As = 2.83*0.60 = 1.70 square inches of top steel per 24" width.

If we take fy= 400 MPa = 58 ksi, then Ld = 575 mm ± = 22.6 inches ± , for #7 bar (interpolating from tabe in CAC Hnadook for metric bars -- I do not have the latest edition at home so may not be exactly right).

µ for concrete placed against deliberately roughened concrete = 0.60 (from CSA A23.3, for shear friction provisions).

σpulloff = As fy / (s Ld µ) = 1.70 x 58000 / (24 x 22.6 x 0.60) = 302 psi = 2.08 MPa.

CSA A23.1 minimum required bond strength for topping is only 0.9 MPa.

It seems to indicate that the CSA minimum is insufficient. Any comment?

(Note also that this is a 2-way system supported on concrete columns, so that may complicate things even more, but let's just deal with a one-way system to start).

RE: tensile bond strength for bonded structural topping that includes isolated repair areas

Quote (ajk1)

It seems to indicate that the CSA minimum is insufficient. Any comment?

1) What you did is exactly what I had in mind. It's interesting to see the result and commendable that you've chased it down.

2) I'm sorry that the result has worked out unfavorably. I wasn't expecting that.

3) There are some other mechanisms that could be engaged. One is the fact that each "patch" being dislodged could grab on to its side neighbors for more averaging. Another is that, where you have more than Ld available on each side of the peak moment, you've got a patch length greater than Ld to work with. Unfortunately, both approaches result in one needing to look at all of the development length conditions on a case by case basis which seems a bit impractical.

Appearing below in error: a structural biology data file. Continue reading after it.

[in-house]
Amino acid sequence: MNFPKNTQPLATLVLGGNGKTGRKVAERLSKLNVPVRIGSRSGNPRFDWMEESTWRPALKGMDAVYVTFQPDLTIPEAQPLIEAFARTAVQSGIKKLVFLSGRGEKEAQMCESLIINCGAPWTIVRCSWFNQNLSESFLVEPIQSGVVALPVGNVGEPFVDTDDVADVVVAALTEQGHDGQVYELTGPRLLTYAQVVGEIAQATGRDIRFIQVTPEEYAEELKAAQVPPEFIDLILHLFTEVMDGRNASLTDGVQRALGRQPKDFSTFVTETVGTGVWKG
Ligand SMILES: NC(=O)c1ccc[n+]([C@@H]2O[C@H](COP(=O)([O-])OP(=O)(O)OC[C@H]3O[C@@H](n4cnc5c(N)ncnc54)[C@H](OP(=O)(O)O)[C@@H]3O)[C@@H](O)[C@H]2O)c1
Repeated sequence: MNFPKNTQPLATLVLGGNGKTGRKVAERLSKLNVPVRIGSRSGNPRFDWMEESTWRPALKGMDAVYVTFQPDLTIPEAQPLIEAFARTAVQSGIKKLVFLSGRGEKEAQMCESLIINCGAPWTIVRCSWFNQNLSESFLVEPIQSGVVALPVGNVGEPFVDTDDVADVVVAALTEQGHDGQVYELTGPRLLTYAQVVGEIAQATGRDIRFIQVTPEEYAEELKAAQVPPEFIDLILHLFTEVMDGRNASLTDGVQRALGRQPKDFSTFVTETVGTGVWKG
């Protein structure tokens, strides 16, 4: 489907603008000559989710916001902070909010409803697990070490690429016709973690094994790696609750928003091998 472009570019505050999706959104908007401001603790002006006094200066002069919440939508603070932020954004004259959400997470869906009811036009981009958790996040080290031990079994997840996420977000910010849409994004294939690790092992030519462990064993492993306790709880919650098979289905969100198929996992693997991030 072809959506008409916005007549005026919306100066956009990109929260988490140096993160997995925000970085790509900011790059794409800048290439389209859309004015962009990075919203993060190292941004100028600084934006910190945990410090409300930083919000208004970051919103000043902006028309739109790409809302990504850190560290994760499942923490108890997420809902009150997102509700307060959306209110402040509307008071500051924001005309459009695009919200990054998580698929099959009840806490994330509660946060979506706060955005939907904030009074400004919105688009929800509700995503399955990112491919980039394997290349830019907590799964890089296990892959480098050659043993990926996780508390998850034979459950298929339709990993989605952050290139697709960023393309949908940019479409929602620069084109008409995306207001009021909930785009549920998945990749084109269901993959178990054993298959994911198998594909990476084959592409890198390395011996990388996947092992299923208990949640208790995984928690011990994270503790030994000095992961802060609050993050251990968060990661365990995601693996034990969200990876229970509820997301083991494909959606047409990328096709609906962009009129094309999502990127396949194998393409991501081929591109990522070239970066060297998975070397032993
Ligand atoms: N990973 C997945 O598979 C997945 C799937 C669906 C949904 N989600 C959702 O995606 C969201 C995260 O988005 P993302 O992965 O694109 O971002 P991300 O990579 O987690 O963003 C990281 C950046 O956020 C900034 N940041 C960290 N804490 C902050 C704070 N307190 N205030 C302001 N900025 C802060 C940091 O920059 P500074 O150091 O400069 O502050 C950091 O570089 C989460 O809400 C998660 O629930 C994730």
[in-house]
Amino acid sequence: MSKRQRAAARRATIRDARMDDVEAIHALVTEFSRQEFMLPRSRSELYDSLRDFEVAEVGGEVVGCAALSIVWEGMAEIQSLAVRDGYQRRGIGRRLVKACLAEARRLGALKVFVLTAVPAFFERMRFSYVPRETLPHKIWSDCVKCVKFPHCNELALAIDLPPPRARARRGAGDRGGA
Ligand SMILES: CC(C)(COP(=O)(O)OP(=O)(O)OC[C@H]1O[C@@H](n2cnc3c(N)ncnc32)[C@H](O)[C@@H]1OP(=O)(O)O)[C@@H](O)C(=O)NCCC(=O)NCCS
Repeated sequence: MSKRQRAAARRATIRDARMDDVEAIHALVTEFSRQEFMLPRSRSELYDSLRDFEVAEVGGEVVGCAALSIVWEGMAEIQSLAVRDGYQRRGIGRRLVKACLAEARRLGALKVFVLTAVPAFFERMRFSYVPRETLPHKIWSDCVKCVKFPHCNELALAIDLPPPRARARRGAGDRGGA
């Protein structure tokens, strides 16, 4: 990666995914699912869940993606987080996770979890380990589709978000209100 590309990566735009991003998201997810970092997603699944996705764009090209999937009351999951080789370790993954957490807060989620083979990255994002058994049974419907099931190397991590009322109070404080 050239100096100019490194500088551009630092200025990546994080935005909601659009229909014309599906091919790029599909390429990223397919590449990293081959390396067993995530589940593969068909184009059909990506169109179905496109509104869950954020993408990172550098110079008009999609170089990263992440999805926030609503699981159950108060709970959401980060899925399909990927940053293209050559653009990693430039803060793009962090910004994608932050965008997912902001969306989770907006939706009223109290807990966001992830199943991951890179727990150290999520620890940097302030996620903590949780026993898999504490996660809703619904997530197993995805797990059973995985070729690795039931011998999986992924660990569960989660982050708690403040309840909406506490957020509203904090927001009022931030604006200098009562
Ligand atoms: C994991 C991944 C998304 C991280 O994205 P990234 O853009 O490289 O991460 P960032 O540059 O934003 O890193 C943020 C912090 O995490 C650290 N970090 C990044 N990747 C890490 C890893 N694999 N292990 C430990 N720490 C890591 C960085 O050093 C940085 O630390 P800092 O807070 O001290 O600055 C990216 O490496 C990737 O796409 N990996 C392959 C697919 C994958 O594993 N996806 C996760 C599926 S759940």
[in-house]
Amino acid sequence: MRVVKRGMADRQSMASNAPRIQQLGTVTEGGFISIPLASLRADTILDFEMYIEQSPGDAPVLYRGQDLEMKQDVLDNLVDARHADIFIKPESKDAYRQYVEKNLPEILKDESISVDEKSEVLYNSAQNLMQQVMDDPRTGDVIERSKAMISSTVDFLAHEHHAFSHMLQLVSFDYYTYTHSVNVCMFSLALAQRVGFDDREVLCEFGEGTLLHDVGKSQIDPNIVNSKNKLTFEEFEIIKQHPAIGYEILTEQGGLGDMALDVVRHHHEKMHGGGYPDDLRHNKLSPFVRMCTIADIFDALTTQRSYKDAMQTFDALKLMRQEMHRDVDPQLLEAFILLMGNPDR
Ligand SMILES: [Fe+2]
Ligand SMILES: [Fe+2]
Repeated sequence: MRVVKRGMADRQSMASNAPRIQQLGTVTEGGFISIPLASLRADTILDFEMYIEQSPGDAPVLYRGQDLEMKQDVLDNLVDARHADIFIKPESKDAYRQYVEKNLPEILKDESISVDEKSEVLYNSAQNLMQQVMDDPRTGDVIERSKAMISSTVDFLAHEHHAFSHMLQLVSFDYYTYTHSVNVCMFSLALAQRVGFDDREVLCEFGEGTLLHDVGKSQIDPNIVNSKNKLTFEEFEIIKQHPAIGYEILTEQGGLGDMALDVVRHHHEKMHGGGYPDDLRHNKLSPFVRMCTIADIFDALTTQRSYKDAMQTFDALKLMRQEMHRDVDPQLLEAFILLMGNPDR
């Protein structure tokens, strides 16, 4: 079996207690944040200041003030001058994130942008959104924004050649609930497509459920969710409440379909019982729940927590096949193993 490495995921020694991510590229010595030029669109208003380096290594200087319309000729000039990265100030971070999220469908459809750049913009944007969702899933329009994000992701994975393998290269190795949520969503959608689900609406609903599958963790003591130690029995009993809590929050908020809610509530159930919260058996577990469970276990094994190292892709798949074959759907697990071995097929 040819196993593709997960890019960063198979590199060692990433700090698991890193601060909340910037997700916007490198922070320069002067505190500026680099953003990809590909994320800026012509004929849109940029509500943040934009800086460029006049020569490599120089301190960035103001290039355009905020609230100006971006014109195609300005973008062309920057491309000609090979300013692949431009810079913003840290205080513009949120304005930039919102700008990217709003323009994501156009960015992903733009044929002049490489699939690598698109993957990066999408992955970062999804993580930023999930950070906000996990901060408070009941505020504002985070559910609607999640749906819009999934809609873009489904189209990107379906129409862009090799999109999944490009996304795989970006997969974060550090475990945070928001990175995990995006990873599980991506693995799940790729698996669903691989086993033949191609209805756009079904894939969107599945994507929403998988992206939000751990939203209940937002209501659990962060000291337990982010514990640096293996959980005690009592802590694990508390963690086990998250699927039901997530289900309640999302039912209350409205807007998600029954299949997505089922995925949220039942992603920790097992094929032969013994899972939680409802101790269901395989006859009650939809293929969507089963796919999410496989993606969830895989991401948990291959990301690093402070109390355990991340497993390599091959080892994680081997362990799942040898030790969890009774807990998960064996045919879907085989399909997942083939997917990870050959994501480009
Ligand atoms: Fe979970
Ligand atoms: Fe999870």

4) 2.0 MPa is sounding better all the time.

I like to debate structural engineering theory -- a lot. If I challenge you on something, know that I'm doing so because I respect your opinion enough to either change it or adopt it.

RE: tensile bond strength for bonded structural topping that includes isolated repair areas

(OP)
To Kootk;

Regarding your point #3, perhaps instead of the development length, I used the length from face of column to the bend down point of the bent (truss) bar. For 24 foot span, that would be in the order of 0.15 x 24 x 12 = 43"±. That would reduce the σpulloff to 1.09 MPa. This is still 20%± greater than 0.9 MPa minimum given in CSA A23.3 but getting close. However, it assumes a uniform distribution of shear stress over the 43" length, whereas I would expect the shear stress to be much larger at the face of support.

Does BARetired have any comment?

Is it worth my writing to CSA about this?

RE: tensile bond strength for bonded structural topping that includes isolated repair areas

I would support the approach that you've suggested ajk1. I wouldn't sweat the uniformity of shear stress bit. Modern codes abandoned the strict application of the bond stress concept a while back so I think that we can too.

I was thinking about this over the weekend and two things struck me:

1) How does this work without requiring a check for monolithic concrete? I've seen some pretty densely reinforced slab top mats.